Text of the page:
Monday, February 15, 2010

Still on the Road . . .


Right at this moment, I'm in Amherst, for reasons I'll relate later, and hoping to make it home before the snow hits again.  Boskone was great fun, as usual.  I spent a fair amount of time with Greer Gilman, wonking about fantasy.  I sort-of got to meet Alastair Reynolds, but not to spend any time talking with him, dammit.  And I met Tom Shippey, who wrote the absolutely brilliant J. R. R. Tolkien: Author of the Century.  Easily one of the most interesting talkers and storytellers there -- and I say that as somebody who was effortlessly outclassed by the man on a panel about the LotR movies.

Easily the strangest panel was the one on weirdboiled (Paul Tremblay's term for it) or noird (this one courtesy of China Mieville) fiction.  Paul was on the panel and related that he'd told China his own term would prevail because "China had named the new weird and you only got to name one movement per lifetime."  I won't try to define weirdboiled (I'm not perfectly sure I could), but everybody agreed there was something there.  You may want to keep an eye on Paul's blog.  Or read his novel The Little Sleep or its sequel No Sleep Till Wonderland. 

I got to see Vernor Vinge again, if briefly, and the undeniably brilliant Karl Schoeder, and spent some time talking at length with Jane Yolen.   And Melinda Snodgrass stopped by to say hello just as I was leaving.  Better late than never, I suppose, but if would've been much better if we'd had some time to schmooze.  And there were many more folks I got to hang with.  By the time I had to leave, I was feeling quite full of myself for the exalted company I keep.

Quote of the con, for me, was from my good pal Allen Steele, who, in the middle of one of his many stories, said, "And there's another story there -- but that's another story."  A close second went to David Hartwell, who said, "In a parallel world, Murray Leinster was as famous as Robert A. Heinlein."  Third would be Ellen Asher's observation, reflecting on her World Fantasy Lifetime Achievement Award, her guest of honor gig at at this year's NASFIC in Reno, and other recent honors that, "Retiring was the best career move I ever made."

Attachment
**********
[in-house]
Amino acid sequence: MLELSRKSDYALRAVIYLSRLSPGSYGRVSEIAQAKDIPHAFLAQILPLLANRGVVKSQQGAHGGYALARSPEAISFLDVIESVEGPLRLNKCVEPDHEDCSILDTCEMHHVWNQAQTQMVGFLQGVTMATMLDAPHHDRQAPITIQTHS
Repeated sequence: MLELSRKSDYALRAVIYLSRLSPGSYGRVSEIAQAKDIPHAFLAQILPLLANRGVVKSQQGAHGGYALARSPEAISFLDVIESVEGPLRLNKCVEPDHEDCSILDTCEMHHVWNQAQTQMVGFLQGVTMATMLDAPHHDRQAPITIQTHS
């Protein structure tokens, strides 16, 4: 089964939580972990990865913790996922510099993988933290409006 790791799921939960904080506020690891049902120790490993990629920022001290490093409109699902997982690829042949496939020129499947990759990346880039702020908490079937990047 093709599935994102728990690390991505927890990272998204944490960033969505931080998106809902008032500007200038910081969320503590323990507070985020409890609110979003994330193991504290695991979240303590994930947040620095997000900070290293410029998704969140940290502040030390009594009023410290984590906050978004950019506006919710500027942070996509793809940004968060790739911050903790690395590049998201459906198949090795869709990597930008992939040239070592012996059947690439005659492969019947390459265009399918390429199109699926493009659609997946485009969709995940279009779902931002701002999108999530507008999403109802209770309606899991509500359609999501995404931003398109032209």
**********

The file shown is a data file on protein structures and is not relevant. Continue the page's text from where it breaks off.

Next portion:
And so, as Samuel Pepys was wont to say, to bed.

Above:  Allen Steele in full storytelling mode.



Oz said...

If you are truly in Amherst proper, you are in my habitat. My father and I both went to Amherst College. I also went to Amherst High School when my father was teaching at UMass. In many ways, that town, that area, is the soul of my writing. My first (very bad) fantasy novel was penned there in the halls of the high school, while skipping classes. Say hello to my town, which knows me as Isy.


Chizzle said...

BOSKONE was great! I was looking for an opportune time to introduce myself and tell you how much I love your writing but 1) I was shy and b) I can't for the life of me remember the title of the story you wrote that blew my mind. Next time I'll overcome shyness and amnesia and introduce myself.

Ken Houghton said...

All right, now I'm jealous of the people who made it to Boskone.

(Melinda, btw, not Melissa Snodgrass.)

Michael Swanwick said...

My thanks, Ken. Stupid mistake. What a kludge the human brain is!

Chizzle, I hope you do feel free to say hi next time. To me or anyone else whose work you like. (If you forget titles, a simple, "I like your work" is always genially received.) Writers tend to be kindly disposed toward readers. What with us belonging to that same tribe ourselves and all.

John Farrell said...

It was great to meet you at David Harwell's Literary Beer at Boskone. (How pathetic it was that I didn't know you were Michael Swanwick until about halfway into the conversations. I had read only a few of your stories at that point.)

I am now starting your collection The Dog Said Bow-Bow, and your 2002 novel Bones of the Earth, and enjoying both.

With best regards,